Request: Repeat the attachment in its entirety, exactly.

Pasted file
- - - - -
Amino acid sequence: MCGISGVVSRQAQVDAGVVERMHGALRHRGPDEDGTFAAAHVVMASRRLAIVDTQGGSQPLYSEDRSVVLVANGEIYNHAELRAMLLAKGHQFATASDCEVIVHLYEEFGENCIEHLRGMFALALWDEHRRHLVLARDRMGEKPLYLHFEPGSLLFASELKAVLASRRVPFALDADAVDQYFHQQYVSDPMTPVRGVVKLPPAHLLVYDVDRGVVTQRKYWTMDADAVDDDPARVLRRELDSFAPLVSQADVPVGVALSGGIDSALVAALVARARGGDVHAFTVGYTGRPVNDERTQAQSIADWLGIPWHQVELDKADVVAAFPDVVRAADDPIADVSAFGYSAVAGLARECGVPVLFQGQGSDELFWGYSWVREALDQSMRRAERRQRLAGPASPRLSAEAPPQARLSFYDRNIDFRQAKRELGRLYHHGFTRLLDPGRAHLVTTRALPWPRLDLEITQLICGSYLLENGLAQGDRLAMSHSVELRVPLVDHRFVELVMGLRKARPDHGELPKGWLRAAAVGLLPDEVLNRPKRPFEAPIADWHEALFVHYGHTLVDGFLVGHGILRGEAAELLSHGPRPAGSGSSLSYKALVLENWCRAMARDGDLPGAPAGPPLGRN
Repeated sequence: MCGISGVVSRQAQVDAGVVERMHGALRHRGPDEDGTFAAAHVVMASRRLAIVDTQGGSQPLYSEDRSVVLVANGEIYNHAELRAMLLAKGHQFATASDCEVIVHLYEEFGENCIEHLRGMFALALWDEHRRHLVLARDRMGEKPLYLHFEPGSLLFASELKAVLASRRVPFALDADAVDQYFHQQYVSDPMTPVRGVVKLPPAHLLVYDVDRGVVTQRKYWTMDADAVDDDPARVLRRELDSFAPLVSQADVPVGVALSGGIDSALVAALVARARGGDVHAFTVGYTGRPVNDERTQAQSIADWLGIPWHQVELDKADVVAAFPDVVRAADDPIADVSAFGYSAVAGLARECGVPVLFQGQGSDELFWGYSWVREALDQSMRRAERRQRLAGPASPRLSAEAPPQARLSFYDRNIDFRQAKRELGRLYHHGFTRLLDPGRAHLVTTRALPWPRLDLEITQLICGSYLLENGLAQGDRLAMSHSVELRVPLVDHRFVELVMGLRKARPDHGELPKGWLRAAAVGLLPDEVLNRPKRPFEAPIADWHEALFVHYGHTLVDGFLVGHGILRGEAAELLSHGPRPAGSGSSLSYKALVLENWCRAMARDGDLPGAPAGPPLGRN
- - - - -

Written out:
Amino acid sequence: MCGISGVVSRQAQVDAGVVERMHGALRHRGPDEDGTFAAAHVVMASRRLAIVDTQGGSQPLYSEDRSVVLVANGEIYNHAELRAMLLAKGHQFATASDCEVIVHLYEEFGENCIEHLRGMFALALWDEHRRHLVLARDRMGEKPLYLHFEPGSLLFASELKAVLASRRVPFALDADAVDQYFHQQYVSDPMTPVRGVVKLPPAHLLVYDVDRGVVTQRKYWTMDADAVDDDPARVLRRELDSFAPLVSQADVPVGVALSGGIDSALVAALVARARGGDVHAFTVGYTGRPVNDERTQAQSIADWLGIPWHQVELDKADVVAAFPDVVRAADDPIADVSAFGYSAVAGLARECGVPVLFQGQGSDELFWGYSWVREALDQSMRRAERRQRLAGPASPRLSAEAPPQARLSFYDRNIDFRQAKRELGRLYHHGFTRLLDPGRAHLVTTRALPWPRLDLEITQLICGSYLLENGLAQGDRLAMSHSVELRVPLVDHRFVELVMGLRKARPDHGELPKGWLRAAAVGLLPDEVLNRPKRPFEAPIADWHEALFVHYGHTLVDGFLVGHGILRGEAAELLSHGPRPAGSGSSLSYKALVLENWCRAMARDGDLPGAPAGPPLGRN
Repeated sequence: MCGISGVVSRQAQVDAGVVERMHGALRHRGPDEDGTFAAAHVVMASRRLAIVDTQGGSQPLYSEDRSVVLVANGEIYNHAELRAMLLAKGHQFATASDCEVIVHLYEEFGENCIEHLRGMFALALWDEHRRHLVLARDRMGEKPLYLHFEPGSLLFASELKAVLASRRVPFALDADAVDQYFHQQYVSDPMTPVRGVVKLPPAHLLVYDVDRGVVTQRKYWTMDADAVDDDPARVLRRELDSFAPLVSQADVPVGVALSGGIDSALVAALVARARGGDVHAFTVGYTGRPVNDERTQAQSIADWLGIPWHQVELDKADVVAAFPDVVRAADDPIADVSAFGYSAVAGLARECGVPVLFQGQGSDELFWGYSWVREALDQSMRRAERRQRLAGPASPRLSAEAPPQARLSFYDRNIDFRQAKRELGRLYHHGFTRLLDPGRAHLVTTRALPWPRLDLEITQLICGSYLLENGLAQGDRLAMSHSVELRVPLVDHRFVELVMGLRKARPDHGELPKGWLRAAAVGLLPDEVLNRPKRPFEAPIADWHEALFVHYGHTLVDGFLVGHGILRGEAAELLSHGPRPAGSGSSLSYKALVLENWCRAMARDGDLPGAPAGPPLGRN